Obviously I dont know your entire command structure/ situation but certainly your in a position now that many people will be looking to you when the poop hits the fan, and you will be the first to get slammed when it goes bad
    stay away from the power struggles and who is trying to get what and focus on the service your group is there to provide....when in doubt use common sense and CYA...
    Jim

  6. #6
    Member
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    May 2002
    Location
    Connecticut shoreline
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    42

    Default some more stuff

    one more thing you should try to develop, is a means to
    BE ABLE TO JUSTIFY any and all your actions as an officer...
    wrong desisions can be fatal ones... and people do die in all sorts of situations... obviously, You are trying to keep this from happening, especially to your crew members, so you want to be safety minded and all, and you need to be able to make a desision that will be as safe for all involved as is possible, weigh the possible consequences of doing "A" and doing "B", and know that its possible to have a No Win situation and a no win situation where others die or get injured besides the original focus of your response....

    Whew I hope that makes sense...


    The best officers are the quiet and calm ones who display confidence both in they're crews and LISTEN to them, when they have something to contribute.

    Emotional yelling and jumping up and down no only sets the crew into "whatta jerk mode" but can also cause them to screw up, more readily.

    Try not to "micro- manage" the crew...
    access the incident, triage, get your folks working on patiants,
    get the other services you need to do what needs to be done, get more help if you need it, check as to how your members are doing , what they need to get things done, and taken care of, get the buses on they're way...

    >>DONT get Tunnel vision and try to be aware of the entire situation around you
    wires down... Point em out, so you dont have another victim to deal with...
    gas leaks/spectators smoking
    Haz mat mva truck vs.car and your first on the scene ...
    that sorta stuff

    communication with the other members, and agencies...

    the cop pulling up might not be seeing the incident in the same light that you do,

    or the FD might need to be doing haz mat, both from a life safety as well as environmental standpoint, but if you need a protection line, let them know, if you need hands , they might want to request aditional assistance... for things to get done properly and timely...

    think of some worst case senerios in your locality, your first due, whatta ya do? kinda stuff...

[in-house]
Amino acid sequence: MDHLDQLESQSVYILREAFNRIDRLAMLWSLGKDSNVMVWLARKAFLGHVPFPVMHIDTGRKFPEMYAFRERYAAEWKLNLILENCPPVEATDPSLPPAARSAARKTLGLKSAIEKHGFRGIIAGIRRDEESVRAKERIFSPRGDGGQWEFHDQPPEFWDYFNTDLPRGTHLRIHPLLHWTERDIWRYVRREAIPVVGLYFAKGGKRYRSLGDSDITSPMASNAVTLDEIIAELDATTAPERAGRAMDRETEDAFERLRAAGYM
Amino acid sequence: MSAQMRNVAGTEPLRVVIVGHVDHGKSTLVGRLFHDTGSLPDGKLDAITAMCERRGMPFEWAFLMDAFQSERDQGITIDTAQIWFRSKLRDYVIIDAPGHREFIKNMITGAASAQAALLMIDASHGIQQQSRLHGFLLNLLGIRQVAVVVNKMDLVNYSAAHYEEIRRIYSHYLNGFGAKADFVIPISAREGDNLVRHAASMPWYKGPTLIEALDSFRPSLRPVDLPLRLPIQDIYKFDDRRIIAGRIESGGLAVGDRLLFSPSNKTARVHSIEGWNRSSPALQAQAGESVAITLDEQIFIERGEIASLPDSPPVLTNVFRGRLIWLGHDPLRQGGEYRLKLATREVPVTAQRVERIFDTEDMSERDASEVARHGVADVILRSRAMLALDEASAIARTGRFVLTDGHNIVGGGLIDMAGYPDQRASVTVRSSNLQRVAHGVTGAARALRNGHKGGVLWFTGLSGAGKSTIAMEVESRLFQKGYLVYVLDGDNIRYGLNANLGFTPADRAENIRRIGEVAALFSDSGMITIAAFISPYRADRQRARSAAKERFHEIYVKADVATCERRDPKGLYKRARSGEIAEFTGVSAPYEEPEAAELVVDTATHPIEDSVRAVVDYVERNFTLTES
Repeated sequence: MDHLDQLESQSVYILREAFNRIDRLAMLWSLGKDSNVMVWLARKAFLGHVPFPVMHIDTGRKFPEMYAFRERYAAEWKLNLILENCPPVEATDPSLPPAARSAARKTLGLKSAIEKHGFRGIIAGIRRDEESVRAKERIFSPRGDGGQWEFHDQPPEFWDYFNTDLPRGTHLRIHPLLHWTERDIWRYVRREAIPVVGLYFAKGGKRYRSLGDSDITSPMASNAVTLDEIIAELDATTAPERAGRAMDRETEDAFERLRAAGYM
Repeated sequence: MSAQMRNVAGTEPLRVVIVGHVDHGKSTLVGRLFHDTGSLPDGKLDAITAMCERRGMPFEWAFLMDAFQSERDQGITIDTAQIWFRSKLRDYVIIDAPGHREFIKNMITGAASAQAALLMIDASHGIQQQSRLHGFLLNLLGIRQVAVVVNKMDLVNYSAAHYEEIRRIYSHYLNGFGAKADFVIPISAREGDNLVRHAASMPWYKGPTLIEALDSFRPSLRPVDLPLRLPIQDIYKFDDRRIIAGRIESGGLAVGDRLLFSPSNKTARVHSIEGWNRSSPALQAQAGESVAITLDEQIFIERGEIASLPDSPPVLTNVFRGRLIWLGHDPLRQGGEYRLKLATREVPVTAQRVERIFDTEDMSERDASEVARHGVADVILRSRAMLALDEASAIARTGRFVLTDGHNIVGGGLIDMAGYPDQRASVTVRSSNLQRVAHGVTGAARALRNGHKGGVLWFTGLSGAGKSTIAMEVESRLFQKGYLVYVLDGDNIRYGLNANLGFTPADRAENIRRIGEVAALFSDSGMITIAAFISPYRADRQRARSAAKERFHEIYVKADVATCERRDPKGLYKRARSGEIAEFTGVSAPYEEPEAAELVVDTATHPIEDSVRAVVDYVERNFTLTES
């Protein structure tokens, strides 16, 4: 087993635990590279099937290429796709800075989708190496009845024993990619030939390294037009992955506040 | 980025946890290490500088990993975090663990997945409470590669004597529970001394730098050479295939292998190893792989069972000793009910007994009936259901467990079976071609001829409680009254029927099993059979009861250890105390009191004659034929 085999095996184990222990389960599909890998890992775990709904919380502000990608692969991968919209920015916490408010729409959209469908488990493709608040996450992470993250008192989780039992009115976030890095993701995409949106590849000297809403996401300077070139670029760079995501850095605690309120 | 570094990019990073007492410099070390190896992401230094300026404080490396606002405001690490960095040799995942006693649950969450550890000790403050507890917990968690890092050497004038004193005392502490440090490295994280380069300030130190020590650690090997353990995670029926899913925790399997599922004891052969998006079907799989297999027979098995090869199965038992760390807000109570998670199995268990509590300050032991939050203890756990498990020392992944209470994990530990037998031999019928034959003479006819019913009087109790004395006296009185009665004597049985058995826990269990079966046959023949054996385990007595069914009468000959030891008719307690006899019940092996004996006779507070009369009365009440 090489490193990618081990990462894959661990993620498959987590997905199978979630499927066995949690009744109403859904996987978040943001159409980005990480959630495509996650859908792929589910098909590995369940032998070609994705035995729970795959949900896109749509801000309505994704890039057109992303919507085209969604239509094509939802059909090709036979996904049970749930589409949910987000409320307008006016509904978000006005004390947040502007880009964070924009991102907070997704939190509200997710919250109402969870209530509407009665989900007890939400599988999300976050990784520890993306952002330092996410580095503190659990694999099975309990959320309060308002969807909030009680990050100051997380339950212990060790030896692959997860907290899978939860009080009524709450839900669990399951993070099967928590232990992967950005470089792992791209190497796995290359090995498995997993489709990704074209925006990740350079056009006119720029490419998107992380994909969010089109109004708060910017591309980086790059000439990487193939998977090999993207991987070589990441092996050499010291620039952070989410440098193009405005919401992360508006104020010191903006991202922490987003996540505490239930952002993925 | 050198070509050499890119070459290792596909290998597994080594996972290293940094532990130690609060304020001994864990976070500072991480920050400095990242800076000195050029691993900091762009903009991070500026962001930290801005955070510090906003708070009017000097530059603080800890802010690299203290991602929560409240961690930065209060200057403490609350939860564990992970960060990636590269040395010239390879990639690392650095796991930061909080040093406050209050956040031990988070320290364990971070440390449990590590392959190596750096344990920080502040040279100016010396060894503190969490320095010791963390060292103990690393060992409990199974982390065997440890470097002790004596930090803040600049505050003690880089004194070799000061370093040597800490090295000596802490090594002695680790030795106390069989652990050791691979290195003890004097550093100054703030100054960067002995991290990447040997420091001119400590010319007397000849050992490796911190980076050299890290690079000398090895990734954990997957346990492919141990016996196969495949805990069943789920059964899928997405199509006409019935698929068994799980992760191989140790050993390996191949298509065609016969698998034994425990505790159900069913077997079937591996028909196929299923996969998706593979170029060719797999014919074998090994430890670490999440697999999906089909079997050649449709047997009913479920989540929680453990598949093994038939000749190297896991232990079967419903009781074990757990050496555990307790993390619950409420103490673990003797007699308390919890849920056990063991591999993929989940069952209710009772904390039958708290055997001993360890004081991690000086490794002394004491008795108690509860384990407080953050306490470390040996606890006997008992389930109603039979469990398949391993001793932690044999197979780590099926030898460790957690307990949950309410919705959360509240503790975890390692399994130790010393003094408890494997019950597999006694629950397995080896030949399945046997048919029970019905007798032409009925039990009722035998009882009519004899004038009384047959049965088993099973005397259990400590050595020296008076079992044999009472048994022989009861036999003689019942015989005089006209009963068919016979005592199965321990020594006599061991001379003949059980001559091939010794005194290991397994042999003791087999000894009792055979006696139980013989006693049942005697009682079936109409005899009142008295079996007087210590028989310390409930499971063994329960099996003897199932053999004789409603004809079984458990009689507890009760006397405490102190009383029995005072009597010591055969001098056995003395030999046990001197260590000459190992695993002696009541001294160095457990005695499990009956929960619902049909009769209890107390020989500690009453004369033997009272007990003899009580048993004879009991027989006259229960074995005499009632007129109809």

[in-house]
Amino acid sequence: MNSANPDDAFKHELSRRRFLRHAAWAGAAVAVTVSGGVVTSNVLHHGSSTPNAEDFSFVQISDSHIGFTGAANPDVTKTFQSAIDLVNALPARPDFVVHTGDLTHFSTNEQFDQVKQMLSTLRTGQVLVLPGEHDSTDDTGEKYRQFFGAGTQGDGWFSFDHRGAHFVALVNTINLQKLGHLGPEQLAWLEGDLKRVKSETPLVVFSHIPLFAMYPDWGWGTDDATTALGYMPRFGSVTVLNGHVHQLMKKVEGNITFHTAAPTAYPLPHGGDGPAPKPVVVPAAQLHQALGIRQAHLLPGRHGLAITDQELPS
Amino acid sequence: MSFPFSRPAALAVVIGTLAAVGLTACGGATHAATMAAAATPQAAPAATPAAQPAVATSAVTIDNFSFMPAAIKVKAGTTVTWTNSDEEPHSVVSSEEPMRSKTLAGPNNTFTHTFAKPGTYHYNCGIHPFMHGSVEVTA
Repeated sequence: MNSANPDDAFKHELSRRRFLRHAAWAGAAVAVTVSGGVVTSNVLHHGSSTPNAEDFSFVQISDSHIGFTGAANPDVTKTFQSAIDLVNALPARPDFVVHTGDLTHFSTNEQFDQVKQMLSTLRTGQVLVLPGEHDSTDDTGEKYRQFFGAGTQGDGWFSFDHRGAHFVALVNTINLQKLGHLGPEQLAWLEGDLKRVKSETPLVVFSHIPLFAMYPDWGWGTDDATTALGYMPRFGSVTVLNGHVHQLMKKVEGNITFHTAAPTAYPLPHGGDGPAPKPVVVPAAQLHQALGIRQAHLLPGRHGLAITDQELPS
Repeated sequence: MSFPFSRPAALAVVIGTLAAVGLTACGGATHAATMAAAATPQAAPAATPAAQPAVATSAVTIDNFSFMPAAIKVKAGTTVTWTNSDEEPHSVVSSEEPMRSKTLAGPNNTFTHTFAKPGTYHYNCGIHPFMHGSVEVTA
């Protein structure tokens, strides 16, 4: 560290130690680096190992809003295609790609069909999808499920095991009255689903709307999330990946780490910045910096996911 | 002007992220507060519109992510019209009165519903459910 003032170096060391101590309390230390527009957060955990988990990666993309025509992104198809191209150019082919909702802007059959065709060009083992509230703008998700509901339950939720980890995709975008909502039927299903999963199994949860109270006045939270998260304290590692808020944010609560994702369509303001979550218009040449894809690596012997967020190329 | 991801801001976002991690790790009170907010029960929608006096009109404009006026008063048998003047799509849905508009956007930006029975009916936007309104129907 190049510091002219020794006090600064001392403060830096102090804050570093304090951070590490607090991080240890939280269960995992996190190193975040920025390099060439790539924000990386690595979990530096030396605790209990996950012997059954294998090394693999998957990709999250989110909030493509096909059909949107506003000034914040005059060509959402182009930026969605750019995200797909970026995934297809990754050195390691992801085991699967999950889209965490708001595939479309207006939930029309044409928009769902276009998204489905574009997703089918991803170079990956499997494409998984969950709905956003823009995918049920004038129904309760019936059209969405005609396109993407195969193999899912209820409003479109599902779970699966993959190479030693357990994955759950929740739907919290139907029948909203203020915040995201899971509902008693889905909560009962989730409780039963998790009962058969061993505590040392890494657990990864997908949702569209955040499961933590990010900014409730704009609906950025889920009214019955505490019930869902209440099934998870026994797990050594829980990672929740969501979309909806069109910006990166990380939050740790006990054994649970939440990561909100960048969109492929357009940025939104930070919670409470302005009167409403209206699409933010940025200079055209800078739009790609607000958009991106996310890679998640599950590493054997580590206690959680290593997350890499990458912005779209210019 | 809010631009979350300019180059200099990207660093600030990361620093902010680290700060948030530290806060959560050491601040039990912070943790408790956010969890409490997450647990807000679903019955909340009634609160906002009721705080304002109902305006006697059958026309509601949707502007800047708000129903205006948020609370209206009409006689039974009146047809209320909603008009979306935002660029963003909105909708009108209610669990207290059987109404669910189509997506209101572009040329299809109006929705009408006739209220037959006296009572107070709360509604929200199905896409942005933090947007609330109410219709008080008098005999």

(school bus vs. gasoline tanker)
    (hostage situations)
    (man down inna manhole or basement or grain silo)
    possible hazmat exposure
    (probible infectious exposure) decon procedures...
    (2000 lb person diff breathing conjestive heart failure)
    Plane or train crash in town etc. if, knowing you could effectively deal with situations like these with resources available, or how to get those resources then you'll be about as ready as anyone to do the job...


    Jim

  7. #7
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    Jul 2001
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    Points unknown
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    Default

    Hey ems121KVFC

    I know were you are comming from. I was just appointed ems and rescue lieutenant for my vol. department. I also am young and still learning. I have been on the department for 3yrs, but I have put a lot of time into it so far. I think the biggest thing that I have found so far is that you should not let anyone try to push you around.

  8. #8
    Junior Member
    Join Date
    May 2002
    Location
    Kreamer, PA
    Posts
    7

    Talking Thanks....

    Thank you all very much for the good advice. I am now 3 months into my position, and, so far so good. I am still willing to listen to any insight from anyone who wants to offer some advice. I am trying my best to be very open minded. I also tried to think of other officers I have a lot of respect for, and think about why I respect them. Then I try to strengthen those virtues in myself. The biggest thing I came up with was knowledge. I am trying to learn as much as possible and be very well read in all types of emergency services, especially EMS.

    as a 20 year old female capt, I can still use all the help I can get.

    Anyway, thanks again, and keep the good advice coming.
    Renee

    "Those who have seen the storm, come to fear the calm." ~~unknown